Adams: Giselle is the exact opposite. She's much more authentic. She's not putting a thing on. Delysia is putting it all on. You see glimpses of who she truly is, and that's what Guinevere sees in her — that glimpse of the girl she was before she made all those decisions that have led her to where she is.
MTV: So you might say that Delysia is disenchanted?
Adams: You could say that! She's just struggling to get by. She's struggling to keep all the balls in the air, because if one falls, they all fall. She's definitely an opportunist, and she definitely is manipulative. But her intentions are based purely on her survival instinct.
MTV: There are things in the real world that Delysia knows that Giselle, in "Enchanted," is only beginning to understand. What do you think she'd have to learn in the proposed sequel for "Enchanted"? She probably doesn't even know you have to have sex to have babies — she probably thinks they just magically appear.
Adams: (Laughs.) I hope we don't explore that! That's not quite right for that audience. I don't know where they're planning to go with the sequel. The first film was discovering who she is, so we've seen that. I'd be curious to see what's next.
MTV: Patrick Dempsey told us he'd like to see her get pregnant or have an orgasm for the first time.
Adams: I'm sure Patrick would love to see that! (Laughs.) That would be a lot of fun to explore.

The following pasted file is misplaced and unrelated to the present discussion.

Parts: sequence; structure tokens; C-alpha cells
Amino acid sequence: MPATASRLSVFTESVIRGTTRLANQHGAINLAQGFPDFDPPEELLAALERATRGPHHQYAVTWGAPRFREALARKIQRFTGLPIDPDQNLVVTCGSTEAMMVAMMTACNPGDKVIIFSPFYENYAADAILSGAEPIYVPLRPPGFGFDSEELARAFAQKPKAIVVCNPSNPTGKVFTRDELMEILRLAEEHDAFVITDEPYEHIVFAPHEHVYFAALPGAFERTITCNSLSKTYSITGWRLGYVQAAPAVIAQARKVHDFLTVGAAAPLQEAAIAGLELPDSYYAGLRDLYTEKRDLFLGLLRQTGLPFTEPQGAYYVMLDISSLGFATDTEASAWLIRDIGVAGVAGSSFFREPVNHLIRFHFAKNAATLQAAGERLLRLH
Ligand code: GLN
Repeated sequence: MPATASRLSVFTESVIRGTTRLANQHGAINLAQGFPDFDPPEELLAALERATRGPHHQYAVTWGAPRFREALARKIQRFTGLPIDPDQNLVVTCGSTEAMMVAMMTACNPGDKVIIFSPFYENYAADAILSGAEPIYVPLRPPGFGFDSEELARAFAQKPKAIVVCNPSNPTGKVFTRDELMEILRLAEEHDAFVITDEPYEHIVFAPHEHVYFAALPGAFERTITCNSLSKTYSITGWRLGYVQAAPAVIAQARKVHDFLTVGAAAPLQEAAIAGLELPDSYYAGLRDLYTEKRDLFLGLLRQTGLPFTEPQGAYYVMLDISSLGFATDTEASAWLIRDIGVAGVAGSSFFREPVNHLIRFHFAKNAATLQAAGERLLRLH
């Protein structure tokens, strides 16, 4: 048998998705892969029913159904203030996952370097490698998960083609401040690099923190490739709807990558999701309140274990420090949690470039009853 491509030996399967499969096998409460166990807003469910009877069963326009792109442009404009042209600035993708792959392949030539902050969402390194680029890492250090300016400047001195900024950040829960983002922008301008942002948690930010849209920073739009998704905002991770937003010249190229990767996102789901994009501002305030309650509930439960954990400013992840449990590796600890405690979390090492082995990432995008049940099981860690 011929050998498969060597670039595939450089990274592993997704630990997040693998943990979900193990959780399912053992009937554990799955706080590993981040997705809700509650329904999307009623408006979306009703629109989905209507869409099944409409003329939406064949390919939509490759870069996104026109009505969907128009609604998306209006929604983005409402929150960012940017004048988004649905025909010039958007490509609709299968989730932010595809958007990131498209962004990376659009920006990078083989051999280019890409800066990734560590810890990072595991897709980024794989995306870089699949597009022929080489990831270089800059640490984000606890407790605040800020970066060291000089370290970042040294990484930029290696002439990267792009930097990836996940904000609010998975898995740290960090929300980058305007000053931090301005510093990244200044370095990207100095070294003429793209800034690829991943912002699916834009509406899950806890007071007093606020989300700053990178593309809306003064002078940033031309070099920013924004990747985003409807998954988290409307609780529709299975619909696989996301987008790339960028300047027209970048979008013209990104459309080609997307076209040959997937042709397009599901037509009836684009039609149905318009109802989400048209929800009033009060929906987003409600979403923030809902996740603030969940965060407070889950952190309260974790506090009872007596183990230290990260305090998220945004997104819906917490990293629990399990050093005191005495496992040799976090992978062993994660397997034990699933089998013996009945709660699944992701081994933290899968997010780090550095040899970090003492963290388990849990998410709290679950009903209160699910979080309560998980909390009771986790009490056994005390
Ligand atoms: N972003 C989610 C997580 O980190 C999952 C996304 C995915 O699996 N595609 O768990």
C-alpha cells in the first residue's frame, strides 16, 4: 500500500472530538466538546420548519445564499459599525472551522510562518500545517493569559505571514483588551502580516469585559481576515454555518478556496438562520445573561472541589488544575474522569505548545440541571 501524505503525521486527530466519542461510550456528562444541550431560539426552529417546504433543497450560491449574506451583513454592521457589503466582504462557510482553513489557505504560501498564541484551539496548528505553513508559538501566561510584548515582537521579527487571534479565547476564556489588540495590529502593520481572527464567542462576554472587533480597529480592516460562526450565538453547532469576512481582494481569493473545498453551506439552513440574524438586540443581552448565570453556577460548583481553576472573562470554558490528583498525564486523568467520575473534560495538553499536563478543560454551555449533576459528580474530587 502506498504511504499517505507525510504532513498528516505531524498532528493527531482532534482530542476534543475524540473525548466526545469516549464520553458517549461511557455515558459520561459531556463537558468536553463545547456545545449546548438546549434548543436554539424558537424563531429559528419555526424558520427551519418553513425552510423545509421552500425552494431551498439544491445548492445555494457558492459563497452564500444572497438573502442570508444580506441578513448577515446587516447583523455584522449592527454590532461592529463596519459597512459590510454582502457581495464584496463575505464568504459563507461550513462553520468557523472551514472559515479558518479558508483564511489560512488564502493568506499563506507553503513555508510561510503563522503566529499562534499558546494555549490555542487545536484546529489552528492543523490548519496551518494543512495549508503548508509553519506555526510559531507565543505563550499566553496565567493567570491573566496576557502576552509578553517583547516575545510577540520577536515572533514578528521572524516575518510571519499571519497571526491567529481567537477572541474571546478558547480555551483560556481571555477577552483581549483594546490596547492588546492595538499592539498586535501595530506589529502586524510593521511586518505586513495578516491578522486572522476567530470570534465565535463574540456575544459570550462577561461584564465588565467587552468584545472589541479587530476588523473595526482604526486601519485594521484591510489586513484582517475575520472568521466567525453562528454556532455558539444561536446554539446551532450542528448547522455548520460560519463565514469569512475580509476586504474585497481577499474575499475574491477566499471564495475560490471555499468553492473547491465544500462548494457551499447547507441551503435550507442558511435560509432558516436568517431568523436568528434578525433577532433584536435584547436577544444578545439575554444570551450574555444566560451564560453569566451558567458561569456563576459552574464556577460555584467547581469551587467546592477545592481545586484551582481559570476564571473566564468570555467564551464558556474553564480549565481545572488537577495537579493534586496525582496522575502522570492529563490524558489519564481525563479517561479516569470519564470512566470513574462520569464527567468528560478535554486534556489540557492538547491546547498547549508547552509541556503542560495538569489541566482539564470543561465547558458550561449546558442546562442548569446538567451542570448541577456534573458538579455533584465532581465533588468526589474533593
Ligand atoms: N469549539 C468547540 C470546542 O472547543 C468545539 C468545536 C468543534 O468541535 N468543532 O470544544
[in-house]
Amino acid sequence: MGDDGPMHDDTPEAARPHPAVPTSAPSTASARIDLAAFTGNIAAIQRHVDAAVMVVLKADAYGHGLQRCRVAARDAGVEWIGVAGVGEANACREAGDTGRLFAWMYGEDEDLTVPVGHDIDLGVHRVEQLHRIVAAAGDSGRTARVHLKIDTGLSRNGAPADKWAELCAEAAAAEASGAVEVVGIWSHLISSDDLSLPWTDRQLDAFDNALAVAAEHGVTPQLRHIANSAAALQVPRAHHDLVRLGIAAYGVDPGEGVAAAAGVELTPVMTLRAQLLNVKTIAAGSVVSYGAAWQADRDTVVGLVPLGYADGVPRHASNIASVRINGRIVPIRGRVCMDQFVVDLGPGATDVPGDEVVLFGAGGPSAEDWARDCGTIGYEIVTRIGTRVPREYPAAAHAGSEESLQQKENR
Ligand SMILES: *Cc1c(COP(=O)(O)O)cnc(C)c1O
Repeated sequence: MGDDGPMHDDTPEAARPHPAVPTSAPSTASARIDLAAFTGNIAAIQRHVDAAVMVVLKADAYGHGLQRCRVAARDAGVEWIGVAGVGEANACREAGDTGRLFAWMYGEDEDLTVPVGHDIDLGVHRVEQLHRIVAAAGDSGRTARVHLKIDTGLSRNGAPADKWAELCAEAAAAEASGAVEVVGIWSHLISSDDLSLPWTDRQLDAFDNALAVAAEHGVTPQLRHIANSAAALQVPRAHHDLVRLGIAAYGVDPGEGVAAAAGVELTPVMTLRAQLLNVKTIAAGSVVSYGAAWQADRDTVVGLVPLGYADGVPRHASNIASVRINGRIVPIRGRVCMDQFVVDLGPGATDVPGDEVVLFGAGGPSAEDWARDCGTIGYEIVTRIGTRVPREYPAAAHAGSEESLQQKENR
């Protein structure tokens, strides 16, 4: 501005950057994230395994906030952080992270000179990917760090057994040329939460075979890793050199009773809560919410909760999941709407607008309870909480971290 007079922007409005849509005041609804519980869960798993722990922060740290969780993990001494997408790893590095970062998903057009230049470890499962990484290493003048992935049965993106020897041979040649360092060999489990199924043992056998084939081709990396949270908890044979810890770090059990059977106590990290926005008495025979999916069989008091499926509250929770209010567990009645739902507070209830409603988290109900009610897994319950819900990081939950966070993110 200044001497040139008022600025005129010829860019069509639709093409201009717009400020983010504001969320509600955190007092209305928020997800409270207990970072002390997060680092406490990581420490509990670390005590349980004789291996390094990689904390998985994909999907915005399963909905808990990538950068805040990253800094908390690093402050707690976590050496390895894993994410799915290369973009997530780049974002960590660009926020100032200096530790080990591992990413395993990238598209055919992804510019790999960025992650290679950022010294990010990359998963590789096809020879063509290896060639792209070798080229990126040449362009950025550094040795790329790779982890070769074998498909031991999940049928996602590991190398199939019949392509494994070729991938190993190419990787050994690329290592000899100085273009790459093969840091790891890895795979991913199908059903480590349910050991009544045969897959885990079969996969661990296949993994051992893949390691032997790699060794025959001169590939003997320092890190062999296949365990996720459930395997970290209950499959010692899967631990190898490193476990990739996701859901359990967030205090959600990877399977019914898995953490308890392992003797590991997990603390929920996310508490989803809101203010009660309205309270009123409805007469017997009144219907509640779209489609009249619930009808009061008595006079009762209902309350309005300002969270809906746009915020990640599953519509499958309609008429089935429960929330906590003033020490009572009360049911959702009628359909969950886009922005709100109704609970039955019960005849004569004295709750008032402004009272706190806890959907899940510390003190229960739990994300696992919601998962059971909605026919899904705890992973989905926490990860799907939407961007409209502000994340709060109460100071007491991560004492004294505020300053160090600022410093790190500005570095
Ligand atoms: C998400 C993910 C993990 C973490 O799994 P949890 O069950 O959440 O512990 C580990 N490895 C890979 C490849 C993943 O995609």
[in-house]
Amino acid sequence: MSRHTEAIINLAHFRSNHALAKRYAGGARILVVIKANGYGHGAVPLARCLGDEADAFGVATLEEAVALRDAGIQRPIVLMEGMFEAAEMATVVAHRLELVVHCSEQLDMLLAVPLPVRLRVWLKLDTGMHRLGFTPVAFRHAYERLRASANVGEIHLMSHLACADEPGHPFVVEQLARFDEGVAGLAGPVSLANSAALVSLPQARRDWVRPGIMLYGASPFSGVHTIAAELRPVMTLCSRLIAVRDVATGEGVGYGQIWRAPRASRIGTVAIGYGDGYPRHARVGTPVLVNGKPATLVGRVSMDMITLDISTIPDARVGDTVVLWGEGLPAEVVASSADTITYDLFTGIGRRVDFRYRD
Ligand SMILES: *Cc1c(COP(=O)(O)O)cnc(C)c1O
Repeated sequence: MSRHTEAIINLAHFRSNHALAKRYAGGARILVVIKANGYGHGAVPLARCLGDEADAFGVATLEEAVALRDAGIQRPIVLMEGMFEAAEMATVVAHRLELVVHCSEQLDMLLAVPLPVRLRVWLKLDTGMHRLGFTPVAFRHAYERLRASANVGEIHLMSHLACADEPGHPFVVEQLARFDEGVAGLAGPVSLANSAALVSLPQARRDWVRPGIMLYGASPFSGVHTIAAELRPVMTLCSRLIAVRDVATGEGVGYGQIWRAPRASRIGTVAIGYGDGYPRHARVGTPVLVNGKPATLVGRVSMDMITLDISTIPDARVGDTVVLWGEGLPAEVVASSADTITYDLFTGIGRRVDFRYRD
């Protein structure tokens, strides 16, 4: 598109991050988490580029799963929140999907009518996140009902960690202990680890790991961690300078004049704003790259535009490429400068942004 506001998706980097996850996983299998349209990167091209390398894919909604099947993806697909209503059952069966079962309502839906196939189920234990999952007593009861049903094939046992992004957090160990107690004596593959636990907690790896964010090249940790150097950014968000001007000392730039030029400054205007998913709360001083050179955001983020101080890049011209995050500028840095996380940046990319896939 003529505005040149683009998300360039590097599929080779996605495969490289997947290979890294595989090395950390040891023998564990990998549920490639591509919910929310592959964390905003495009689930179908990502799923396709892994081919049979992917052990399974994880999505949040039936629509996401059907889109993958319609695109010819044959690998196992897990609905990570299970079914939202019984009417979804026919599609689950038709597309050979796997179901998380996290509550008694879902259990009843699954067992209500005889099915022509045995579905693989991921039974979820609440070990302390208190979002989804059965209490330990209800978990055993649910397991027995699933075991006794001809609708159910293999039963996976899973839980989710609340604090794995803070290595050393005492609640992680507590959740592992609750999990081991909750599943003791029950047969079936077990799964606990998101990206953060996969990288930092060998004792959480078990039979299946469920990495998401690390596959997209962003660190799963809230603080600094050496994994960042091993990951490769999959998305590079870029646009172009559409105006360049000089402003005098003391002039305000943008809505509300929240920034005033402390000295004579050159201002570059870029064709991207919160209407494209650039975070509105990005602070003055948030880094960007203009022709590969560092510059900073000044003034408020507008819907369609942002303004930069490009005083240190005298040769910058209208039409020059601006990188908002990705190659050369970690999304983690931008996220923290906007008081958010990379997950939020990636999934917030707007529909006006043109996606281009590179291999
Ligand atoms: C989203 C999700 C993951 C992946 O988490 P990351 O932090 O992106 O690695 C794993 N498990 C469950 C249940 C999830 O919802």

MTV: A lot of Disney films have become Broadway productions — "The Little Mermaid" just opened up. Do you think we'll ever see "Enchanted" on Broadway?
Adams: It would be very cool, but I'm not sure if I would be returning as Giselle. I would like to see "Miss Pettigrew" on Broadway! There's that one musical number in it now, and I think there's room for more.
MTV: Is there any room for musical numbers in "Night at the Museum 2," your next picture? What historical figure are you going to be? We're betting it's either Amelia Earhart ...
Adams: I'm not going to tell ... (Editor's note: Adams was announced as Earhart shortly after this interview.)
MTV: ... or Joan of Arc, the way Joan Wiedlin was in "Bill & Ted's Excellent Adventure."
Adams: I liked "Bill & Ted's"! That's the second time that's come up today, how weird! We were talking about boy flicks — what's an example of a boy flick versus a chick flick — and I was saying I don't think "Miss Pettigrew" is a chick flick; that it's unfair, just because two females are driving the plot and it's from a female perspective, that it's considered a chick flick.
MTV: Maybe it's actually a boy flick — there are more boys in it than girls. Delysia alone has three of them.
Adams: The boys are himbos, is what we've decided.
MTV: The boys are the ones driving the plot in a way, because they're the one insisting she make a decision.
Adams: And Lee Pace [who plays Delysia's brooding lover Michael] is just so amazing. He's so charming ...
MTV: Kind of like a young Clive Owen.
Adams: Yes! There's such a masculinity to him, and a real throwback feel. (Dreamily) He's so tall and substantial ...
MTV: I take it you like him?
Adams: Yes, I do. (Blushing.) Can you tell?
Check out everything we've got on "Miss Pettigrew Lives for a Day."